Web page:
Fusion Test Facilities Catalyzed D-D with T-removal. John Sheffield ISSE - University of Tennessee ReNeW Meeting UCLA March 3, 2009 With thanks to Mohamed Abdou, Don Batchelor, Vincent Chan, Steve Obenschain, Martin Peng, Mohamed Sawan, Tom Simonen, Ron Stambaugh, Steve Zinkle et al.
ISSE - University of Tennessee
UCLA March 3, 2009
With thanks to Mohamed Abdou, Don Batchelor, Vincent Chan, Steve Obenschain, Martin Peng, Mohamed Sawan, Tom Simonen, Ron Stambaugh, Steve Zinkle et al.
I will discuss two topics:
- Automobile crash tests
- Airplane wing flexing tests
- Testing nuclear fuel assemblies to
Boeing engineers proved the composite technology barrel design of the 787 by first taking the barrel to limit load, a test condition that simulates the most extreme conditions expected to be experienced in the life of the airplane.Next, the test article was taken to 150 percent of limit load -- a condition called "ultimate load," the level required for certification.Finally, the team pushed the composite section well beyond ultimate load to a destruct-condition maneuver beyond two and a half times the force of gravity.Testers observed audible indications of damage as the test progressed but the piece did not reach the level of destruction that had been anticipated. Boeing engineers now are performing an extensive inspection of the barrel and analysis of test results.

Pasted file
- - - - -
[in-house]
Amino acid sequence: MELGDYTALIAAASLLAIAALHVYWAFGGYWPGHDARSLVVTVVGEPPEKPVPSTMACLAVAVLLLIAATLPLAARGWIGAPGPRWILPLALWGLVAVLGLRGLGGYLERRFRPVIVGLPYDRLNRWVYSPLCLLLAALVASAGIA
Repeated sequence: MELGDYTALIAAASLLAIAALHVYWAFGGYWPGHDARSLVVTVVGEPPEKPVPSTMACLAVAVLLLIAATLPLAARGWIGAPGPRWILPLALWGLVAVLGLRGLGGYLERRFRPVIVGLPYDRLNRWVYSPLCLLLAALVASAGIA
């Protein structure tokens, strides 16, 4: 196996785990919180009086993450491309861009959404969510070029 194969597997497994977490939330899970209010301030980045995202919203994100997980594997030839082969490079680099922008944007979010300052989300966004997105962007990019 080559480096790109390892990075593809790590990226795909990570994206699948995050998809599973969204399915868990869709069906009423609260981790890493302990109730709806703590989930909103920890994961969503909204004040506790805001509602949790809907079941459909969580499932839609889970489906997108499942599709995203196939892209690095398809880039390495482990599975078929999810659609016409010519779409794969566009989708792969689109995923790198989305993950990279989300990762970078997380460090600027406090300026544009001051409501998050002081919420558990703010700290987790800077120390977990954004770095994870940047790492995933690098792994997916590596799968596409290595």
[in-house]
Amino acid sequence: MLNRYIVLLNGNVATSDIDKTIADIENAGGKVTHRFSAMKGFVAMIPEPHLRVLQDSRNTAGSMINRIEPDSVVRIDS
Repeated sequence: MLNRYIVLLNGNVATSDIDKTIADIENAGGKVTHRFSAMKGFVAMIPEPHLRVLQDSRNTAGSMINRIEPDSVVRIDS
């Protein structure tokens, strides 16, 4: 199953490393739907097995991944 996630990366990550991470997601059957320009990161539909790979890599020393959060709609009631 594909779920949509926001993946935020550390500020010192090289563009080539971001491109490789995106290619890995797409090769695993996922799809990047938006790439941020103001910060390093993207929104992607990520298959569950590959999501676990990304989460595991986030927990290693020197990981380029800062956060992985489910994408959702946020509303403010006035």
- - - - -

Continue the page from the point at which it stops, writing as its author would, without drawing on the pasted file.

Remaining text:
fuel rod, following meltdown
in the PHEBUS reactor
Stage I: Initial Fusion “Break-in” 0.3
Stage II: Concept Performance Verification 1-3
Stage III: Component Engineering Development 4-6
and Reliability Growth
Total Neutron Fluence for Test Device > 6
Alleviation of Neutron Damage with Catalyzed D-D and removal of as much tritium as possible.
The neutron damage, mainly from helium production, would be less than for D-T, but the heat load to the walls will be higher.